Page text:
This is Didi , a jack russell mix puppy DOB October 2019. She and her sister Gigi were rescued from a busy intersection by animal control. No one came to reclaim them so they were brought to us to find new homes. Didi is a typical, playful, fun loving and affectionate puppy. She is at the perfect age to be adopted to a home with kids and other pets. She is healthy, up to date with shots and working on crate training. To adopt Didi, please submit an adoption application at

Toby Terrell County

Toby is a young male Labrador Retriever mix puppy who is available for adoption from the Humane Society of Terrell County in Dawson, GA.

Meet the dream puppy,Toby. He is approximately 12weeks old and supersweet. Toby is in a foster home with dogs and cats. Heis doing an excellent job with house training and crate training.He’s a great sleeper too!If you’re looking for a puppy, it doesn’t get any better than this.We seriously can’t brag enough on this little guy.Toby will grow up to be a big dog,so a large fenced yard is preferred.If you would like to give Toby a forever home, please fill out an application at

Brownie Terrell County

Brownie is a young female French Bulldog mix puppy who is available for adoption from the Humane Society of Terrell County in Dawson, GA.

This sweet girl is Brownie, a french bulldog mix puppy DOB August 2019. She came to us a stray picked up by animal control and not reclaimed. We are surprised no one came looking for her -she is very sweet! Brownie is pretty laid back for a dog her age. She is very eager to please and would be great for a home with kids and other pets. She is smart and learns quickly. Brownie is healthy and up to date with shots and is crate trained. If you would like to adopt Brownie, please submit an adoption application at

Adoption fee is $85 and includes vet work current at adoption.


Georgia Politics, Campaigns, and Elections for November 21, 2019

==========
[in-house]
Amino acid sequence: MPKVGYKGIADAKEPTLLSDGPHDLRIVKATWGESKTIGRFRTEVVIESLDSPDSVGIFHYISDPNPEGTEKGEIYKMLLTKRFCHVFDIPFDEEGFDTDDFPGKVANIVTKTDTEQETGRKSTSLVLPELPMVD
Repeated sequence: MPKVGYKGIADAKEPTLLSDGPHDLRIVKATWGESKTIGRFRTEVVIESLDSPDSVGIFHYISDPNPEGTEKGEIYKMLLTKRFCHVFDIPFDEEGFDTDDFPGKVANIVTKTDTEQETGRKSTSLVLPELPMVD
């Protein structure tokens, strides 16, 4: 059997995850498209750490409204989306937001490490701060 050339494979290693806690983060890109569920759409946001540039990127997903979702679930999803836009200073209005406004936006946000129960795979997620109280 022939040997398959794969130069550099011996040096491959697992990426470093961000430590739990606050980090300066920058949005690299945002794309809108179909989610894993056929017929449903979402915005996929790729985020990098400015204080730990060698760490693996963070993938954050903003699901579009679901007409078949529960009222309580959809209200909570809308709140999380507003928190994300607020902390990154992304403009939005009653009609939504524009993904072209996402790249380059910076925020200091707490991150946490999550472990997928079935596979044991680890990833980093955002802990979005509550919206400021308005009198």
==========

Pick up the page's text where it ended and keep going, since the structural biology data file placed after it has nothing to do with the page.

On November 21, 1620 (November 11 under the calendar used then), the first governing document of the English colony at Plymouth, Massachusetts, the Mayflower Compact, was signed by most of the male passengers of the Mayflower.

Having undertaken, for the Glory of God, and advancements of the Christian faith and honor of our King and Country, a voyage to plant the first colony in the Northern parts of Virginia, do by these presents, solemnly and mutually, in the presence of God, and one another, covenant and combine ourselves together into a civil body politic; for our better ordering, and preservation and furtherance of the ends aforesaid; and by virtue hereof to enact, constitute, and frame, such just and equal laws, ordinances, acts, constitutions, and offices, from time to time, as shall be thought most meet and convenient for the general good of the colony; unto which we promise all due submission and obedience.

The Georgia Trustees outlawed rum in the colony on November 21, 1733 after James Oglethorpe wrote them that it was responsible for sickness and death in Georgia. Two-hundred eighty-six years later, Richland Rum is being distilled with Georgia-grown sugar cane in Richland, Georgia.

North Carolina ratified the Constitution on November 21, 1789, becoming the twelfth state to do so.

On November 21, 1860 Governor Joseph Brown called a Secession Convention following the election of Abraham Lincoln as President.

November 21, 1922 was the first day of Rebecca Latimer Fulton’s service in the United States Senate from Georgia as the first woman to serve in that chamber.

Georgia Politics, Campaigns, and Elections

President Donald Trump urged Governor Brian Kemp to appoint Congressman Doug Collins to the United States Senate seat being vacated by Sen. Johnny Isakson, according to the AJC.